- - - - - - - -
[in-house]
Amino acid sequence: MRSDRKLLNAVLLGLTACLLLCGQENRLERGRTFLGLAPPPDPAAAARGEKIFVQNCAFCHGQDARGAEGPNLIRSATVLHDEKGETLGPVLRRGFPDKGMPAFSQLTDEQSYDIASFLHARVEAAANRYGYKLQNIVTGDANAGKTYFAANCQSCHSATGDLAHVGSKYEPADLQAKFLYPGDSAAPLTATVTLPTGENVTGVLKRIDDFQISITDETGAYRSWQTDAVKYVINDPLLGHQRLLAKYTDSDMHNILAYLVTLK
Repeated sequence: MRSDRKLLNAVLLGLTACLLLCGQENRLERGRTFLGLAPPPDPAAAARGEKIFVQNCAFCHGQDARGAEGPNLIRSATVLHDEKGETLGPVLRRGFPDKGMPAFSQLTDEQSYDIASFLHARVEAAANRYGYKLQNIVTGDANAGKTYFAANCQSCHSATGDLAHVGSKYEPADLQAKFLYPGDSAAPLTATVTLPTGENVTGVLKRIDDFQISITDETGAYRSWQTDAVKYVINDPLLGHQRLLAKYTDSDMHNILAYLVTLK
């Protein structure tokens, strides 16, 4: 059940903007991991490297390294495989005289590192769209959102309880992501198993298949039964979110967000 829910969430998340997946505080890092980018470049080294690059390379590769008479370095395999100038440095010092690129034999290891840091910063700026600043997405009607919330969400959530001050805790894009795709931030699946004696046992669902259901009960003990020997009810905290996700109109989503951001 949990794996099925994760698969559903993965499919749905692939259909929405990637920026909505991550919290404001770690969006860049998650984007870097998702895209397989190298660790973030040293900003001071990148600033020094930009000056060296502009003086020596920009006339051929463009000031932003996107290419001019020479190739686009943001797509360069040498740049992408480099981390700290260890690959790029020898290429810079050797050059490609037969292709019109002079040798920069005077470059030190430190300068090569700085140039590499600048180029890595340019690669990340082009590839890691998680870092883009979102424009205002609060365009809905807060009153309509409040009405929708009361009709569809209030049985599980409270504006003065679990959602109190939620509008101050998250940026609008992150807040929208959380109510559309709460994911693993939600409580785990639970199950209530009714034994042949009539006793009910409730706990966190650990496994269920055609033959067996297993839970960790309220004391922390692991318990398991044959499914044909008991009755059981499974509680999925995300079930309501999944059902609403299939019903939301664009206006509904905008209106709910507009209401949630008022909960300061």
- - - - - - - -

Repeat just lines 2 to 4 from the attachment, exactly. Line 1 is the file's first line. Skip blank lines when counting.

Amino acid sequence: MRSDRKLLNAVLLGLTACLLLCGQENRLERGRTFLGLAPPPDPAAAARGEKIFVQNCAFCHGQDARGAEGPNLIRSATVLHDEKGETLGPVLRRGFPDKGMPAFSQLTDEQSYDIASFLHARVEAAANRYGYKLQNIVTGDANAGKTYFAANCQSCHSATGDLAHVGSKYEPADLQAKFLYPGDSAAPLTATVTLPTGENVTGVLKRIDDFQISITDETGAYRSWQTDAVKYVINDPLLGHQRLLAKYTDSDMHNILAYLVTLK
Repeated sequence: MRSDRKLLNAVLLGLTACLLLCGQENRLERGRTFLGLAPPPDPAAAARGEKIFVQNCAFCHGQDARGAEGPNLIRSATVLHDEKGETLGPVLRRGFPDKGMPAFSQLTDEQSYDIASFLHARVEAAANRYGYKLQNIVTGDANAGKTYFAANCQSCHSATGDLAHVGSKYEPADLQAKFLYPGDSAAPLTATVTLPTGENVTGVLKRIDDFQISITDETGAYRSWQTDAVKYVINDPLLGHQRLLAKYTDSDMHNILAYLVTLK
């Protein structure tokens, strides 16, 4: 059940903007991991490297390294495989005289590192769209959102309880992501198993298949039964979110967000 829910969430998340997946505080890092980018470049080294690059390379590769008479370095395999100038440095010092690129034999290891840091910063700026600043997405009607919330969400959530001050805790894009795709931030699946004696046992669902259901009960003990020997009810905290996700109109989503951001 949990794996099925994760698969559903993965499919749905692939259909929405990637920026909505991550919290404001770690969006860049998650984007870097998702895209397989190298660790973030040293900003001071990148600033020094930009000056060296502009003086020596920009006339051929463009000031932003996107290419001019020479190739686009943001797509360069040498740049992408480099981390700290260890690959790029020898290429810079050797050059490609037969292709019109002079040798920069005077470059030190430190300068090569700085140039590499600048180029890595340019690669990340082009590839890691998680870092883009979102424009205002609060365009809905807060009153309509409040009405929708009361009709569809209030049985599980409270504006003065679990959602109190939620509008101050998250940026609008992150807040929208959380109510559309709460994911693993939600409580785990639970199950209530009714034994042949009539006793009910409730706990966190650990496994269920055609033959067996297993839970960790309220004391922390692991318990398991044959499914044909008991009755059981499974509680999925995300079930309501999944059902609403299939019903939301664009206006509904905008209106709910507009209401949630008022909960300061």